Regenerative veggie patch - Minimise soil disturbance
One of the most important regenerative principles that our farmers practise under the heading of soil health is to minimise soil disturbance. This is also referred to as no till, or zero till.
This is the big one! Tilling or digging over the soil breaks up the spaces between the soil particles where the microbes live - imagine a good soil structure like a city of multi story apartments, with the microbes happily watching netflix in their own private residences. Getting your shovel in there and turning everything over is the equivalent of demolishing that city, with the microbes having to re-build their homes before they can get back to their favourite series again. So this means no more digging, once the bed is established!
Plant roots and microbes both need air, water and food in order to grow and flourish. For setting up a veggie bed, that means you need to have light, fluffy aerated soil, with a good amount of organic matter and clay particles to hold water. So this is where establishing a veggie bed has a once off excuse to get out the shovel - compacted soil won’t be able to grow happy deep rooted plants or host beneficial microbes. So dig over your veggie bed to 40cm deep, incorporating organic matter such as compost into the soil. It’s then how we manage the plants going forward that allows you to retire the shovel. This veggie bed here has grown my glass gem corn over summer, and now I’m preparing it for our winter garlic crop.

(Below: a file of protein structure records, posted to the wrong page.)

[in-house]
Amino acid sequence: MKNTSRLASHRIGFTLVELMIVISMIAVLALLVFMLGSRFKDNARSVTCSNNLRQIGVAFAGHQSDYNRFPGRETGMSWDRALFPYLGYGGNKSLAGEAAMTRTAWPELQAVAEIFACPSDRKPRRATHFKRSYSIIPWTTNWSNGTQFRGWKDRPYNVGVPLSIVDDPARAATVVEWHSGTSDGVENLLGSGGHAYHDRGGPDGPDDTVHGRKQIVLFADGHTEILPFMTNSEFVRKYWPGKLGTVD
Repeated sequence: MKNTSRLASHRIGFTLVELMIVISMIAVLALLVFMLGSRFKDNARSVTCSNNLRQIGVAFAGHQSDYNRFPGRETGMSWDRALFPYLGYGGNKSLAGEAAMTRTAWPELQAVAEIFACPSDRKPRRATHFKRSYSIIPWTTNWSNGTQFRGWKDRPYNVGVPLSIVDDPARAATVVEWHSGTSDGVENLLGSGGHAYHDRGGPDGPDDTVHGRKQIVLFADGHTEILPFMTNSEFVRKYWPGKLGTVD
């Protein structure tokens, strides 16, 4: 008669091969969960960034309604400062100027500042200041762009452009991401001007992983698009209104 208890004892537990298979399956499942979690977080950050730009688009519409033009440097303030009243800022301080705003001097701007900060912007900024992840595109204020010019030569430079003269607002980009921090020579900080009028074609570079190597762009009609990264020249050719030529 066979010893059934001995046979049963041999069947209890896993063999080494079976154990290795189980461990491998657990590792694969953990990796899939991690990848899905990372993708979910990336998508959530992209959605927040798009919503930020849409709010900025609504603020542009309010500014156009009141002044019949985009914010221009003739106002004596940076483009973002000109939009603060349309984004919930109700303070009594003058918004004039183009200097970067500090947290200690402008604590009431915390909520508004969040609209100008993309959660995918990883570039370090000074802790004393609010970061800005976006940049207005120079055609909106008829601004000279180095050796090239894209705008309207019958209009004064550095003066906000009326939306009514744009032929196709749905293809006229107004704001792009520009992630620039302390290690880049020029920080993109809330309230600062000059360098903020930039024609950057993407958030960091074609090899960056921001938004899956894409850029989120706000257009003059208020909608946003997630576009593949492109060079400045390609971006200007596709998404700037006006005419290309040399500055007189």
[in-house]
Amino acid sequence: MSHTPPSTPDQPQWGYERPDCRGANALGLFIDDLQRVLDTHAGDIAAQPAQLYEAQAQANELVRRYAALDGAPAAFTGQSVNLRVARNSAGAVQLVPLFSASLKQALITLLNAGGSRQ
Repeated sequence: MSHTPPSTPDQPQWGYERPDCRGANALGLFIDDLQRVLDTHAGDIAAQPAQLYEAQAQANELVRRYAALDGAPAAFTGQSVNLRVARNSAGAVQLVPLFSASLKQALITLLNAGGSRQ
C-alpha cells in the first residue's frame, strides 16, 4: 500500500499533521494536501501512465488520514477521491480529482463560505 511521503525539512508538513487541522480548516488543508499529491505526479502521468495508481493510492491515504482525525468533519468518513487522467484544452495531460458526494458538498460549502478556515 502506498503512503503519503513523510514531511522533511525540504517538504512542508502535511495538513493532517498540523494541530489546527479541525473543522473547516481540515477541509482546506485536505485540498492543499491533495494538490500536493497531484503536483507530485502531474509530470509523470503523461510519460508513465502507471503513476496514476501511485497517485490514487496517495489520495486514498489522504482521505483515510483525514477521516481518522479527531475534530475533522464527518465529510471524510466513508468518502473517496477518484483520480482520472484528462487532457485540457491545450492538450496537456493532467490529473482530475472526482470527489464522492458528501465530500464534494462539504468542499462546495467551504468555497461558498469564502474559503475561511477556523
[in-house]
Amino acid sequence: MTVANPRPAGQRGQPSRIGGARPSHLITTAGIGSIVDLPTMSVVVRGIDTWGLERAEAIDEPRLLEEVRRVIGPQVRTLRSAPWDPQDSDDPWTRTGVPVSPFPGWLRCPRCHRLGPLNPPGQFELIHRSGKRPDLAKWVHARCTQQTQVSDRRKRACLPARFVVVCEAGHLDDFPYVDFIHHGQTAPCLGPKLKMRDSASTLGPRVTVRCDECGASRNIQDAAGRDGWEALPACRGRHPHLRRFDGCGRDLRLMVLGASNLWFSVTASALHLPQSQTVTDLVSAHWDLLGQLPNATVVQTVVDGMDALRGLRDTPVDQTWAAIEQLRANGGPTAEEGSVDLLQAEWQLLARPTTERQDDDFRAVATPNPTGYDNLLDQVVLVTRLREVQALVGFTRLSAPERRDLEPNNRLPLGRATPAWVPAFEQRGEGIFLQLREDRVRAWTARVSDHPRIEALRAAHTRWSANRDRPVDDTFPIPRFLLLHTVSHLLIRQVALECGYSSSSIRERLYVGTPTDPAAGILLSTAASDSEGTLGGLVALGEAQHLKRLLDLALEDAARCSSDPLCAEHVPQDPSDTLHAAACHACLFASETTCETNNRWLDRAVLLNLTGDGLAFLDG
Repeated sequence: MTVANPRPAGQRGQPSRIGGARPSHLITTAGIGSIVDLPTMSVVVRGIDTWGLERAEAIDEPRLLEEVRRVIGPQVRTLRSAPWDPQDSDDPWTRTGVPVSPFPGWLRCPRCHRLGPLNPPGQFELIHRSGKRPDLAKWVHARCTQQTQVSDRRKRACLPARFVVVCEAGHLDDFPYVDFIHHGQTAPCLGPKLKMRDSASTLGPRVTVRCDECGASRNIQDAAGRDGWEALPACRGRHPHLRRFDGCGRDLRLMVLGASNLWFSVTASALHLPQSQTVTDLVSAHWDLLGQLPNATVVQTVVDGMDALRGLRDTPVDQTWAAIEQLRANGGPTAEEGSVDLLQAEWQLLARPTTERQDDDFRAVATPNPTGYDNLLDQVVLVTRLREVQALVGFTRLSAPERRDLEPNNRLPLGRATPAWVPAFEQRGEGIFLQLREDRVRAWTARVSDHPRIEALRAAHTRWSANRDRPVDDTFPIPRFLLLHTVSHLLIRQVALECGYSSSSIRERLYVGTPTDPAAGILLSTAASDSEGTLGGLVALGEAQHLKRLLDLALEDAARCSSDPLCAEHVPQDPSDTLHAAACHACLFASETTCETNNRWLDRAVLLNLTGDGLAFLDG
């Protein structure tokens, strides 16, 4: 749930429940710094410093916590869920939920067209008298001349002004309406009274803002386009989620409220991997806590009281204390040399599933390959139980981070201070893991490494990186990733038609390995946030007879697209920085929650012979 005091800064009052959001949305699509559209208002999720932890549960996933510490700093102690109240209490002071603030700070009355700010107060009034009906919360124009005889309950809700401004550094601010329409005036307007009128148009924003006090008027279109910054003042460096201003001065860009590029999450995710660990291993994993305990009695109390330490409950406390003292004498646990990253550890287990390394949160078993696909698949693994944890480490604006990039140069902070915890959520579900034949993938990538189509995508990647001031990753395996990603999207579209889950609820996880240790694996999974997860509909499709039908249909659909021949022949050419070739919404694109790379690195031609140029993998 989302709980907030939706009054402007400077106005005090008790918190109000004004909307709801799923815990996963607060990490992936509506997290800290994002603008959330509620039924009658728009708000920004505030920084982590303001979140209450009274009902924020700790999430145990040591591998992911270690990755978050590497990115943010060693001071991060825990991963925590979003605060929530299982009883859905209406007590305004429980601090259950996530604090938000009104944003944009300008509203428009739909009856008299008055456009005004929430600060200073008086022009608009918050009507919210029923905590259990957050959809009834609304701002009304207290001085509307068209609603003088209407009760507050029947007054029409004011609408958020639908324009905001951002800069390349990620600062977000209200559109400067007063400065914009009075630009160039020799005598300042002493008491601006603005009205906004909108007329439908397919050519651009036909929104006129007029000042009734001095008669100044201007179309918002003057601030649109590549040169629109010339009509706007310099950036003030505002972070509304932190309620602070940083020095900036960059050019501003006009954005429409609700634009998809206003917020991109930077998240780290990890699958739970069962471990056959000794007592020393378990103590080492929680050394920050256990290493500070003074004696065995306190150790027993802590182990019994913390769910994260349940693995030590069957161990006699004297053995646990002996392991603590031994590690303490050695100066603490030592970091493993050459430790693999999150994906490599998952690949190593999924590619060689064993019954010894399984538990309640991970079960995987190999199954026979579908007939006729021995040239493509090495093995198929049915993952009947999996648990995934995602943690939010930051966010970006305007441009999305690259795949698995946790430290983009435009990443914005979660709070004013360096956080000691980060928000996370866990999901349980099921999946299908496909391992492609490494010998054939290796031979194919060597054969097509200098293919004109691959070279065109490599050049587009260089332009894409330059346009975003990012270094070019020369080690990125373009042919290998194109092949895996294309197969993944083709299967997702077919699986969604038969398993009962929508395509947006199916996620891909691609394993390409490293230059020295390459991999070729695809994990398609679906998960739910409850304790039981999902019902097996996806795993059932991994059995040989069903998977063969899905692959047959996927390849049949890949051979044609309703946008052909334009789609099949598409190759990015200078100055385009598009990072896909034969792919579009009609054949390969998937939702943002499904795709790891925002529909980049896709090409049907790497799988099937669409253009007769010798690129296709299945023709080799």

For my glass gem corn crop, I created a veggie bed up here in Wandering that was an old compacted paddock that hasn’t grown anything but guildford grass and cape weed in years. It was also hard as a rock, despite being a beautiful water holding loam once established. So it got the shovel treatment to start with, and lots of well rotted sheep manure and compost was incorporated. It was then mulched with straw and fed fortnightly with seasol, powerfeed, worm castings and a product called CS Black, made by Cropping Solutions.
After the corn was harvested, I put another wheelbarrow load of compost and worm castings on the top of the bed, and let the grasses that had self seeded to take over the bed for the remainder of summer. The grasses' roots grow deep into the soil, and provide the organic matter for the following crop - in this case, garlic.
So the ‘zero till’ difference with this grass cover crop, is that I didn’t dig the grasses in or pull them out. I used my secateurs to cut the grass off at ground level, leaving the roots in situ, before adding another load of compost on top of the bed. This keeps the soil structure intact, and the microbes happy!
You can see this on the roots of the plant below, showing how the soil is starting to cling to the roots like dreadlocks - that’s the soil biology forming a relationship with the plant roots.
After adding another layer of mulch, we planted the garlic cloves we’d saved from last year’s crop into the bed and watered them in with the same liquid concoction as mentioned above.
Zero till veggie gardening can take a bit longer, as it can require a cover crop being grown in between crops. Alternatively, growing multiple crops together can ensure lots of roots are kept growing in the soil to keep feeding the microbes, and providing more organic matter for the soil food web.